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United States v. Saeed-Watara

United States District Court, W.D. Kentucky, Louisville Division

February 14, 2017

UNITED STATES OF AMERICA PLAINTIFF
v.
ADAM SAEED-WATARA DEFENDANT

          MEMORANDUM OPINION AND ORDER

          Thomas B. Russell, Senior Judge United States District Court

         This matter is before the Court upon Defendant Adam Saeed-Watara's pro se “expedited motion for immigration departure.” [DN 136.] The United States has responded, [DN 137], and the time for filing a reply has passed. Defendant's motion is ripe for adjudication, and for the following reasons, it is DENIED.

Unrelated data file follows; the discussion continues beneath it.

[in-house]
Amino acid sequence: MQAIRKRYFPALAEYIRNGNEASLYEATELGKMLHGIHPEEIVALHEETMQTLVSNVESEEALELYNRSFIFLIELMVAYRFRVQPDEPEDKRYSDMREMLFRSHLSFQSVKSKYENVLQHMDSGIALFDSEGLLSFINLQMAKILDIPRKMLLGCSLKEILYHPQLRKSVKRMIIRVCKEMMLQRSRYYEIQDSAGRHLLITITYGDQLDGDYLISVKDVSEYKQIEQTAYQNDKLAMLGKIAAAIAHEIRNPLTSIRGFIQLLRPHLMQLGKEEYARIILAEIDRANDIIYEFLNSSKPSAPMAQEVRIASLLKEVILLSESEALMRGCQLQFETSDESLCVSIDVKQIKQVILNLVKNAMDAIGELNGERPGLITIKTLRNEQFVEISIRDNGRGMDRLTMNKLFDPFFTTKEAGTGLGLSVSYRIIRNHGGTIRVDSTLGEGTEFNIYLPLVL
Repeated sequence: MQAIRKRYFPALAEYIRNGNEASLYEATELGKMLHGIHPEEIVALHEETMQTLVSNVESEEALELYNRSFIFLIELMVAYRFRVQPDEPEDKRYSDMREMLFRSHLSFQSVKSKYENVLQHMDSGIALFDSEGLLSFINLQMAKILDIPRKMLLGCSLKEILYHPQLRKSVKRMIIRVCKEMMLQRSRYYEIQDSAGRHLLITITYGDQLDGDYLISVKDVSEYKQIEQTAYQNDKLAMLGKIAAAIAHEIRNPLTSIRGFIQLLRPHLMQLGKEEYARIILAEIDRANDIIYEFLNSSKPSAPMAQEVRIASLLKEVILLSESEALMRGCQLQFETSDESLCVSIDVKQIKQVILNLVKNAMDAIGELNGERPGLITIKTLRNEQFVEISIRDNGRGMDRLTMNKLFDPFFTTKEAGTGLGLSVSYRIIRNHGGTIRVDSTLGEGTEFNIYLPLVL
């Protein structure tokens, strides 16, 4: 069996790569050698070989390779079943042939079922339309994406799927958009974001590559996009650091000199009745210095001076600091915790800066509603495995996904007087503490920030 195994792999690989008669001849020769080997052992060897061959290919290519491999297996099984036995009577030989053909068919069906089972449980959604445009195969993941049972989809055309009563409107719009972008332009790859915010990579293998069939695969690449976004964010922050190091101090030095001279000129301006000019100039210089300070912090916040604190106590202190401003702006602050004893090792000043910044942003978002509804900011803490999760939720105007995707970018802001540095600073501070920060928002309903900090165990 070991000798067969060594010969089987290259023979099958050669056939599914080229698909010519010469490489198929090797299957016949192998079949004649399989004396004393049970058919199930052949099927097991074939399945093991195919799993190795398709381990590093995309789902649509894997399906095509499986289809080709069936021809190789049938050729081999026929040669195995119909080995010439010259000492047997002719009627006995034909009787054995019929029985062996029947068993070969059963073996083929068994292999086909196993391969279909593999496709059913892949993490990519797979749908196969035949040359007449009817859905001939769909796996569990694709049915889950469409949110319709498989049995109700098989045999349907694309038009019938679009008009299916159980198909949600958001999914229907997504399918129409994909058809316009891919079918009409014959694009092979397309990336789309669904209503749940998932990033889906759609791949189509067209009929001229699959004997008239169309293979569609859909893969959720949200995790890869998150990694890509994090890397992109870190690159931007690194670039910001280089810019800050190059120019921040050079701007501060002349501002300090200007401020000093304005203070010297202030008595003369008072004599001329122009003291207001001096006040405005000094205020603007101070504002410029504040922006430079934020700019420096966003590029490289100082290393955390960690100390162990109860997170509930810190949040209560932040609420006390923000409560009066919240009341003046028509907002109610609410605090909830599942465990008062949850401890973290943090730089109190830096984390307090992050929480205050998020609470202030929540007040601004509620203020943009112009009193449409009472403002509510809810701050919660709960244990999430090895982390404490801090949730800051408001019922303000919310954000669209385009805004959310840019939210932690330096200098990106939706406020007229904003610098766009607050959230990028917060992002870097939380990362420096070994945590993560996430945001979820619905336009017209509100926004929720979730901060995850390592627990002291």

Following a 2010 jury trial, Defendant Saeed-Watara was found guilty of one count of conspiracy to possess heroin with intent to distribute. [DN 70.] He was initially sentenced to 121 months' imprisonment, and his conviction was upheld on direct appeal. [DN 78; DN 94.] This Court similarly denied Defendant's motion to vacate his sentence under 28 U.S.C. § 2255, but did reduce his sentence by one month pursuant to the retroactive application of an adjustment in the applicable sentencing guidelines. [DN 107; DN 129.]